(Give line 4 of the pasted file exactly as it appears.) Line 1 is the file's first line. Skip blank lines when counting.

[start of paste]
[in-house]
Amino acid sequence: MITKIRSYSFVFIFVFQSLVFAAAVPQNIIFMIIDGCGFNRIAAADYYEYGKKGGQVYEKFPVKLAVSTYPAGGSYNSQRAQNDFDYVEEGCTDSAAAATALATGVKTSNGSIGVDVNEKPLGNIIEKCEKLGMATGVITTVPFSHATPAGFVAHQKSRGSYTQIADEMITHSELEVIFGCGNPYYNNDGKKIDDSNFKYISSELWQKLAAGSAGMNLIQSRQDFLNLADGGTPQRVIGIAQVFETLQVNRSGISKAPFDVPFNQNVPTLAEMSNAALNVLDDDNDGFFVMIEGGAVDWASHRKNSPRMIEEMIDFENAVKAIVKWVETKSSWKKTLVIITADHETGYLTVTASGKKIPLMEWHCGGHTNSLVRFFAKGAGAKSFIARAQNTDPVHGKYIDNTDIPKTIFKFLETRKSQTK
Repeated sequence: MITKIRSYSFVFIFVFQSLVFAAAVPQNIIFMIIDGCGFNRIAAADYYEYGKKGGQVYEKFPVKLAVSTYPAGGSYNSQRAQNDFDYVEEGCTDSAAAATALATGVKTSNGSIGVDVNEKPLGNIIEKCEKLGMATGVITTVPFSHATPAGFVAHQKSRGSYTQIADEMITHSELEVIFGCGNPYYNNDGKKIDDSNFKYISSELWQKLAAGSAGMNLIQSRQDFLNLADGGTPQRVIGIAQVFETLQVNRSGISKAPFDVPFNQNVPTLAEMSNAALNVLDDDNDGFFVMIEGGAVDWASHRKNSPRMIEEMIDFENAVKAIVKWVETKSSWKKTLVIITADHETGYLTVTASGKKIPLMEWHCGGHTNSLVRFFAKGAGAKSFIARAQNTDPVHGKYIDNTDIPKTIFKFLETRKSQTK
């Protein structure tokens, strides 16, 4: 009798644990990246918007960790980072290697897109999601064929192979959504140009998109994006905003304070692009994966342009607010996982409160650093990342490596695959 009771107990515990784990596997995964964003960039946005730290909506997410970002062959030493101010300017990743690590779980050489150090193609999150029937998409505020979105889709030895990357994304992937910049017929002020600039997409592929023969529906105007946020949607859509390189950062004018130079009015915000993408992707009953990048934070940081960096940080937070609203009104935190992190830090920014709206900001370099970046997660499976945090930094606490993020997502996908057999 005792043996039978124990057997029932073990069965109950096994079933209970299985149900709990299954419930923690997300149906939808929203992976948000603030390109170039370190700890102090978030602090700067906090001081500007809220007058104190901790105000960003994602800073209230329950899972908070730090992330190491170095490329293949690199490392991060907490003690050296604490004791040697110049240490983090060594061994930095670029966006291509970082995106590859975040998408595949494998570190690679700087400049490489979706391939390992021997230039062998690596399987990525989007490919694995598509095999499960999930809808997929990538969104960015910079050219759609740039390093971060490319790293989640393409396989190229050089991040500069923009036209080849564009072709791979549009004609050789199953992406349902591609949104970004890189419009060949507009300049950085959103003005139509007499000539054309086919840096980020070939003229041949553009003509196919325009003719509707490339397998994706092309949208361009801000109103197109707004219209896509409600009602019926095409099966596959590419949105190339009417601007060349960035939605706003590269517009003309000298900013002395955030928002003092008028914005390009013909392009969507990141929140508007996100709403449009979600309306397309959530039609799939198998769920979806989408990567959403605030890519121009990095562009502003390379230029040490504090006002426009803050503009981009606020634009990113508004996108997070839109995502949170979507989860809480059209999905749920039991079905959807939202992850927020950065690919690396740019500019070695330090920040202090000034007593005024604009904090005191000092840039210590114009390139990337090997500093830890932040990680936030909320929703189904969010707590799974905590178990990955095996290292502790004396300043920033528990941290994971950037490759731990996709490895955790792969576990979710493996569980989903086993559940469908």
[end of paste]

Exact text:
């Protein structure tokens, strides 16, 4: 009798644990990246918007960790980072290697897109999601064929192979959504140009998109994006905003304070692009994966342009607010996982409160650093990342490596695959 009771107990515990784990596997995964964003960039946005730290909506997410970002062959030493101010300017990743690590779980050489150090193609999150029937998409505020979105889709030895990357994304992937910049017929002020600039997409592929023969529906105007946020949607859509390189950062004018130079009015915000993408992707009953990048934070940081960096940080937070609203009104935190992190830090920014709206900001370099970046997660499976945090930094606490993020997502996908057999 005792043996039978124990057997029932073990069965109950096994079933209970299985149900709990299954419930923690997300149906939808929203992976948000603030390109170039370190700890102090978030602090700067906090001081500007809220007058104190901790105000960003994602800073209230329950899972908070730090992330190491170095490329293949690199490392991060907490003690050296604490004791040697110049240490983090060594061994930095670029966006291509970082995106590859975040998408595949494998570190690679700087400049490489979706391939390992021997230039062998690596399987990525989007490919694995598509095999499960999930809808997929990538969104960015910079050219759609740039390093971060490319790293989640393409396989190229050089991040500069923009036209080849564009072709791979549009004609050789199953992406349902591609949104970004890189419009060949507009300049950085959103003005139509007499000539054309086919840096980020070939003229041949553009003509196919325009003719509707490339397998994706092309949208361009801000109103197109707004219209896509409600009602019926095409099966596959590419949105190339009417601007060349960035939605706003590269517009003309000298900013002395955030928002003092008028914005390009013909392009969507990141929140508007996100709403449009979600309306397309959530039609799939198998769920979806989408990567959403605030890519121009990095562009502003390379230029040490504090006002426009803050503009981009606020634009990113508004996108997070839109995502949170979507989860809480059209999905749920039991079905959807939202992850927020950065690919690396740019500019070695330090920040202090000034007593005024604009904090005191000092840039210590114009390139990337090997500093830890932040990680936030909320929703189904969010707590799974905590178990990955095996290292502790004396300043920033528990941290994971950037490759731990996709490895955790792969576990979710493996569980989903086993559940469908």